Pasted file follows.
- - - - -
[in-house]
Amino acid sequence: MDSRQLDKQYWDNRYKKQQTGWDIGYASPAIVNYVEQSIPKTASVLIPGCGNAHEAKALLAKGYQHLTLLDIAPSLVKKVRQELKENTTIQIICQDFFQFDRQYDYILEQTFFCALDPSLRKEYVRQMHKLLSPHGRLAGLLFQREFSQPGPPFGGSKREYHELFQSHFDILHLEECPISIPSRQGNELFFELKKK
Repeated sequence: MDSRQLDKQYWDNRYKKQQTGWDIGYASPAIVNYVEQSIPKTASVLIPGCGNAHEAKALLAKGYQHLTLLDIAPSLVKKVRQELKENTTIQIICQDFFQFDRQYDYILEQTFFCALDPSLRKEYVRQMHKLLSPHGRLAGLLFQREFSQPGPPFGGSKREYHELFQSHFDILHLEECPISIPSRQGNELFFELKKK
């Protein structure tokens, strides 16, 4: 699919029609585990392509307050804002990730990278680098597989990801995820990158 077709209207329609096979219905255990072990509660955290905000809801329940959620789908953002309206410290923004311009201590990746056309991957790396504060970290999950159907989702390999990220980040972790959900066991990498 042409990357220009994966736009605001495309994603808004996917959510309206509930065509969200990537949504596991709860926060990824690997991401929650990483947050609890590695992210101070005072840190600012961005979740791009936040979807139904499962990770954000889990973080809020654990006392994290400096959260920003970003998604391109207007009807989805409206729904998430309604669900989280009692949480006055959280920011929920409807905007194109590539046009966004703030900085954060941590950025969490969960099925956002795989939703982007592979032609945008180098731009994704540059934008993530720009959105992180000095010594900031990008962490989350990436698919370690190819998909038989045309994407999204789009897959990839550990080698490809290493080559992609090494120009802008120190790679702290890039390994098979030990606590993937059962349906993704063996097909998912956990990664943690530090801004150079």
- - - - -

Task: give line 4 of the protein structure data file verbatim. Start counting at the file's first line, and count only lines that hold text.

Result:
């Protein structure tokens, strides 16, 4: 699919029609585990392509307050804002990730990278680098597989990801995820990158 077709209207329609096979219905255990072990509660955290905000809801329940959620789908953002309206410290923004311009201590990746056309991957790396504060970290999950159907989702390999990220980040972790959900066991990498 042409990357220009994966736009605001495309994603808004996917959510309206509930065509969200990537949504596991709860926060990824690997991401929650990483947050609890590695992210101070005072840190600012961005979740791009936040979807139904499962990770954000889990973080809020654990006392994290400096959260920003970003998604391109207007009807989805409206729904998430309604669900989280009692949480006055959280920011929920409807905007194109590539046009966004703030900085954060941590950025969490969960099925956002795989939703982007592979032609945008180098731009994704540059934008993530720009959105992180000095010594900031990008962490989350990436698919370690190819998909038989045309994407999204789009897959990839550990080698490809290493080559992609090494120009802008120190790679702290890039390994098979030990606590993937059962349906993704063996097909998912956990990664943690530090801004150079």